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Journal of Natural Sciences Research www.iiste.org
ISSN 2224-3186 (Paper) ISSN 2225-0921 (Online)
Vol.3, No.7, 2013
208
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Journal of Natural Sciences Research www.iiste.org
ISSN 2224-3186 (Paper) ISSN 2225-0921 (Online)
Vol.3, No.7, 2013
209
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Journal of Natural Sciences Research www.iiste.org
ISSN 2224-3186 (Paper) ISSN 2225-0921 (Online)
Vol.3, No.7, 2013
210
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Journal of Natural Sciences Research www.iiste.org
ISSN 2224-3186 (Paper) ISSN 2225-0921 (Online)
Vol.3, No.7, 2013
211
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Journal of Natural Sciences Research www.iiste.org
ISSN 2224-3186 (Paper) ISSN 2225-0921 (Online)
Vol.3, No.7, 2013
212
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Journal of Natural Sciences Research www.iiste.org
ISSN 2224-3186 (Paper) ISSN 2225-0921 (Online)
Vol.3, No.7, 2013
213
Ta...
Journal of Natural Sciences Research www.iiste.org
ISSN 2224-3186 (Paper) ISSN 2225-0921 (Online)
Vol.3, No.7, 2013
214
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Proximate analysis of different fermented citrillus vulgaris products

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Proximate analysis of different fermented citrillus vulgaris products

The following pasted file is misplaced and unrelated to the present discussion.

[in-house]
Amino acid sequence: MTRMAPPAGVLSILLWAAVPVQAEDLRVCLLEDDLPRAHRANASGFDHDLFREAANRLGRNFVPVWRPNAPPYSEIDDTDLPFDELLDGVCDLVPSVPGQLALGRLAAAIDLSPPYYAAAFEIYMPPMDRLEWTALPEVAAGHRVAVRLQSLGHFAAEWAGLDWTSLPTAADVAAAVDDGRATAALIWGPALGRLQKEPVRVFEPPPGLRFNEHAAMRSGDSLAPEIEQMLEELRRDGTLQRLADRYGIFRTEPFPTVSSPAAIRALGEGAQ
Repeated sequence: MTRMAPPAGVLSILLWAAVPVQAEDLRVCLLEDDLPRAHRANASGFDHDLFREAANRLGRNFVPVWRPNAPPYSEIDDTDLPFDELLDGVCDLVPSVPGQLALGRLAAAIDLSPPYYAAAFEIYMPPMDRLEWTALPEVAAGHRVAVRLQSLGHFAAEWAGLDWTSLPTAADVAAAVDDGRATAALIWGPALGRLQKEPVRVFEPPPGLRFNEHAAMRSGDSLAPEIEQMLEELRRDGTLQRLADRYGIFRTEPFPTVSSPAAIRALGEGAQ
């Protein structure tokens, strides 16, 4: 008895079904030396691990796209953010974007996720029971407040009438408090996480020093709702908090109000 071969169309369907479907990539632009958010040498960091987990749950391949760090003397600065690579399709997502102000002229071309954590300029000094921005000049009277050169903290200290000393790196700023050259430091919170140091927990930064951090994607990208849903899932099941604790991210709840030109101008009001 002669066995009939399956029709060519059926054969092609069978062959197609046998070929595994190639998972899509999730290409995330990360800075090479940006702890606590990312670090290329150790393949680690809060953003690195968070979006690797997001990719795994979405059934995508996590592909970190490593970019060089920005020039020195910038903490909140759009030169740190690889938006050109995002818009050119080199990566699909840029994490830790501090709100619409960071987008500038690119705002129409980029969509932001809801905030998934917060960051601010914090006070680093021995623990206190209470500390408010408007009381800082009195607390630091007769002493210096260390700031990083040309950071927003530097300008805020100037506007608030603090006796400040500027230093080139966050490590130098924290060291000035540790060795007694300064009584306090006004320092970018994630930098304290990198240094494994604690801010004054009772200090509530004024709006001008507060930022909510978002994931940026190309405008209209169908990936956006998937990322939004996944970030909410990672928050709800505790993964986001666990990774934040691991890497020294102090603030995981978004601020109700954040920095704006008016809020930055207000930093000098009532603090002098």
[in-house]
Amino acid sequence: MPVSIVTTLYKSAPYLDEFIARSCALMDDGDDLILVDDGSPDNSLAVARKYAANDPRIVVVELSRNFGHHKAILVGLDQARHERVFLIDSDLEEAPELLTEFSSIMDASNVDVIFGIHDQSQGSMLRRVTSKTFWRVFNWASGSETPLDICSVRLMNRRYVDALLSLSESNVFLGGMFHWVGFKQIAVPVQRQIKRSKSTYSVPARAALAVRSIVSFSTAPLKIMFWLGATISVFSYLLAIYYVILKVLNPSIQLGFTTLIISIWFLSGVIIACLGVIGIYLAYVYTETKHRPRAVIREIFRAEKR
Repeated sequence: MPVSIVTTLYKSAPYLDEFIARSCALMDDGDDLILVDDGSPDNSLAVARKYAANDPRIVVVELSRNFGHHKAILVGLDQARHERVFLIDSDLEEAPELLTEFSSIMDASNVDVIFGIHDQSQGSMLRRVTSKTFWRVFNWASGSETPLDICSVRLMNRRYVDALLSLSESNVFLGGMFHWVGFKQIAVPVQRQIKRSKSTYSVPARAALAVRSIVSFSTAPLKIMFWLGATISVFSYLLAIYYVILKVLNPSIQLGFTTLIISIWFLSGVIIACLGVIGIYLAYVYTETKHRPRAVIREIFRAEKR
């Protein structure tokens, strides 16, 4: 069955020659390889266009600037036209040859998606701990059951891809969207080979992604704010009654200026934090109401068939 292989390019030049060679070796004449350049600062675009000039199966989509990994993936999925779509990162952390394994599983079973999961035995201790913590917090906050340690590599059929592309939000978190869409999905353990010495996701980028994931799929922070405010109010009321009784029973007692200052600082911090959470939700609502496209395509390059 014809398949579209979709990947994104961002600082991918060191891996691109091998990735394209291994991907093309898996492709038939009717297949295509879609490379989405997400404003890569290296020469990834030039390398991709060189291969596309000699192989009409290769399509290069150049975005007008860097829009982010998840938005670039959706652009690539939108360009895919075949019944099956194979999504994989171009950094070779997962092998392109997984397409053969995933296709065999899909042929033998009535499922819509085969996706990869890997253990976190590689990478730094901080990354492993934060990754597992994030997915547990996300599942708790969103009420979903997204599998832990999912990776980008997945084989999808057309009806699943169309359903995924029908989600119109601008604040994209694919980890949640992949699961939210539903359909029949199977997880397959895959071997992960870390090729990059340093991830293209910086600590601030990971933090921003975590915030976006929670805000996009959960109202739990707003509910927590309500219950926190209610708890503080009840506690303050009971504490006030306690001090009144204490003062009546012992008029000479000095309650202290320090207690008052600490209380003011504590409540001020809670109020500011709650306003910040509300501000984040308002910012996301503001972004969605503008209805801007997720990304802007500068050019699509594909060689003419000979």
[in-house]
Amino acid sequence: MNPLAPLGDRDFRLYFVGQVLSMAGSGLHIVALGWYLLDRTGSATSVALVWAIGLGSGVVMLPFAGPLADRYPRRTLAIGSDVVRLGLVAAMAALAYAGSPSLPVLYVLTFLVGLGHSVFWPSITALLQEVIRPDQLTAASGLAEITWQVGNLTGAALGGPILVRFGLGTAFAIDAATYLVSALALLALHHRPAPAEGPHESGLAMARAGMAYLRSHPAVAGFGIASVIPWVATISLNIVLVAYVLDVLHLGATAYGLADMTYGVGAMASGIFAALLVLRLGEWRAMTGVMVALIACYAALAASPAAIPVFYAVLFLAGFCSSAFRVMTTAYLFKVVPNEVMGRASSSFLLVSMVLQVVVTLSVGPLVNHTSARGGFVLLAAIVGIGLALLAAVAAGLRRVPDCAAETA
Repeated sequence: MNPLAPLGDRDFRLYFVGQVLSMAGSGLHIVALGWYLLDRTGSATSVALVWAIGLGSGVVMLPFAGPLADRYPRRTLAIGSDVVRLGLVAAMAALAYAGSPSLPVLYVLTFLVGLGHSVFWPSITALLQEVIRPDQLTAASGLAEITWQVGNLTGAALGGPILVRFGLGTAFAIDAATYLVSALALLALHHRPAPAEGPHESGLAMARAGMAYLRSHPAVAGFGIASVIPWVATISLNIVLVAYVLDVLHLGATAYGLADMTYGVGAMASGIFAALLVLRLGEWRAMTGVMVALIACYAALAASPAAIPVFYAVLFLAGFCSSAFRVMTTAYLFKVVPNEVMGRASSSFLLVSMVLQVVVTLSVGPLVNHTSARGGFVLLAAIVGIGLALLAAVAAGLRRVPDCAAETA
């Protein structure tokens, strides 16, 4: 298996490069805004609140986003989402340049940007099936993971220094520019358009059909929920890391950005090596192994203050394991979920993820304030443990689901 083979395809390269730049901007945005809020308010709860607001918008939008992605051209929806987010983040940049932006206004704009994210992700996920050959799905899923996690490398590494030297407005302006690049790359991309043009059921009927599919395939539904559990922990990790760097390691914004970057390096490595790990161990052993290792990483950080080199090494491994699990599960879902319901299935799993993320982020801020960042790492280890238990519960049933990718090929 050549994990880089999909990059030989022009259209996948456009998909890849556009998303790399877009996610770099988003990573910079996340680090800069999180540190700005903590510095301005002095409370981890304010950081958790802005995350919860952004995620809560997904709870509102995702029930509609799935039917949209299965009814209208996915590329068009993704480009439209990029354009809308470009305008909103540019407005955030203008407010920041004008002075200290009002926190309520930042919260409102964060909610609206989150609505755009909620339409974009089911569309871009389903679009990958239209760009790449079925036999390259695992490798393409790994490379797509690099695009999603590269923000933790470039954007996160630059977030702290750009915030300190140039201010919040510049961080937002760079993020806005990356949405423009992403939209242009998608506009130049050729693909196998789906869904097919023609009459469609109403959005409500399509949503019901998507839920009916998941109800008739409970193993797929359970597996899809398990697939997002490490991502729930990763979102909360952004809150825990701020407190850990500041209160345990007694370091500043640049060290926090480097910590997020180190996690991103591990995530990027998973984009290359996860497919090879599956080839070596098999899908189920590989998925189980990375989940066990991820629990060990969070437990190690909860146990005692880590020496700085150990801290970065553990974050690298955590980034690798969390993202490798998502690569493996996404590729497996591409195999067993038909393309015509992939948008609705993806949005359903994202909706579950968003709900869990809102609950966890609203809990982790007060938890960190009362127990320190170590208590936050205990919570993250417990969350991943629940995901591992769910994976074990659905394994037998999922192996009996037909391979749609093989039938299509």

1. 1. Journal of Natural Sciences Research www.iiste.org ISSN 2224-3186 (Paper) ISSN 2225-0921 (Online) Vol.3, No.7, 2013 208 Proximate analysis of different fermented Citrillus vulgaris products from different cultivars of melons and Bacillus subtilis strains in South West Nigeria *C. R, Falegan and E. Y, Aderibigbe *Department of Microbiology, Faculty of Science, Ekiti State University, Ado-Ekiti. E-mail: faleganchristopherrotimi@gmail.com Abstract The strains of Bacillus subtilis obtained from different condiments such as Natto (USA), Kinema, Natto (Nigeria), ‘Iru’ (fermented Parkia biglobosa), Soy-iru, Cowpea ‘iru’ and commercial ‘ogiri’ were used to ferment three different cultivars of melon seeds which include Citrullus lanatus and Cucumeropsis manii. Proximate analyses of the products were also determined, while the fermented and unfermented seed products were compared. The moisture content ranges between 7.57 to 39.33%, dry matter (60.7 to 93.4%), ash (2.65 to 4.71%), soluble protein (24.4 to 35.9%), fatty acid (32.47 to 53.5%), crude fibre (1.89 to 3.75%), carbohydrate (7.60 to 25.17%), pH (6.10 to 7.7) and titratable acidity (0.10 to 0.24). The mineral contents and sensory evaluation of both fermented and unfermented melon seeds were done and revealed that Citrullus vulgaris seed is the best raw material for ‘ogiri’ production, supported by the proximate values of the seeds and fermented product. Keywords: Proximate analysis, Citrullus vulgaris, Cultivars and Bacillus subtilis strains 1. INTRODUCTION In Africa, the art of fermentation is wide spread. This include the processing of plant vegetable seeds into food condiment, which in Nigeria and many other countries of West and Central Africa have popular strong smelling fermented food artinary products that give pleasant aroma to soups sauces and other prepared dishes (Ogunshe et al., 2012). It is evident that fermented food condiments are good source of nutrient and could be used to produce complementary food supplements (Achi, 2005). ‘Ogiri’ is produced from fermentation of melon seed (Citrullus vulgaris) in the western part of Nigeria. The melon seed has high protein and low carbohydrate content. Citrullus vulgaris is a species of the genus Citrullus and family cucurbitaceae (Alfred, 1986). ‘Ogiri’ is mostly consumed in West Africa. The fact that these pastes are called the same name by different ethnic groups implies that they have a common origin. The art of making ‘ogiri’ in Sierra Leone was most probably introduced by the freed slaves, mostly of Yoruba origin who settled there (Odunfa and Oyewole, 1995). The different types of ‘ogiri’ are named after each ethnic group. ‘Ogiri-Ijebu’ is produced and essentially consumed among the Ijebus’ of South Westhern Nigerians, ‘Ogiri-Igbo’ is consumed among Igbos of Easthern Nigeria, while ‘Ogiri-Saro is majorly consumed in Sierra Leone (Odunfa, 1985). It is an established fact that different ogiris is produced from different towns because there is no standard starter culture for the product. In an attempt to industrialize the product there must be an established method of production with an attested strain of Bacillus subtilis and the best raw materials must also be identified. This research work tend to established more facts on the best attested strains and the raw materials that will give the best product of ‘Ogiri’ and this is done by evaluating the proximate analysis of different ‘ogiri’ fermented by different strains of Bacillus subtilis with different cultivars of melon seeds and subsequently subjecting it to sensory evaluation by a set of trained panelists. 2. Materials and Methods Strains of Bacillus subtilis obtained from Natto from United States of America, Kinema local Natto, Iru (fermented Parkia biglobosa) ‘Soy-iru, cowpea ‘Iru’ and commercial ‘ogiri’ were used as starter culture to fermented Citrullus vulgaris seeds. The best ‘ogiri’ fermenting strain of Bacillus subtilis from commercial ‘ogiri’ sample CRBS 23 was also used to ferment Citrillus lanatus, Citrullus vulgaris and Cucumeropsis manii. The proximate analyses of unfermented seeds were also evaluated. The following parameters were determined in both commercial and ‘ogiri’ samples produced by starter culture experiments. The methods AOAC (1990) were used except where otherwise stated. Determinations were in triplicates and the mean value calculated. To produce the fermented products, the Bacillus subtilis from different condiments were used as starter culture for the fermentations. The method used by Sarkar and Tamang (1994) was adopted to prepare the inocula. To 24h old culture of each isolate on Plate count agar (PCA) slant was added to 5ml of distilled water and shaken. The suspension was then used as inoculum for 200g of sterile melon seed (Citrullus vulgaris) in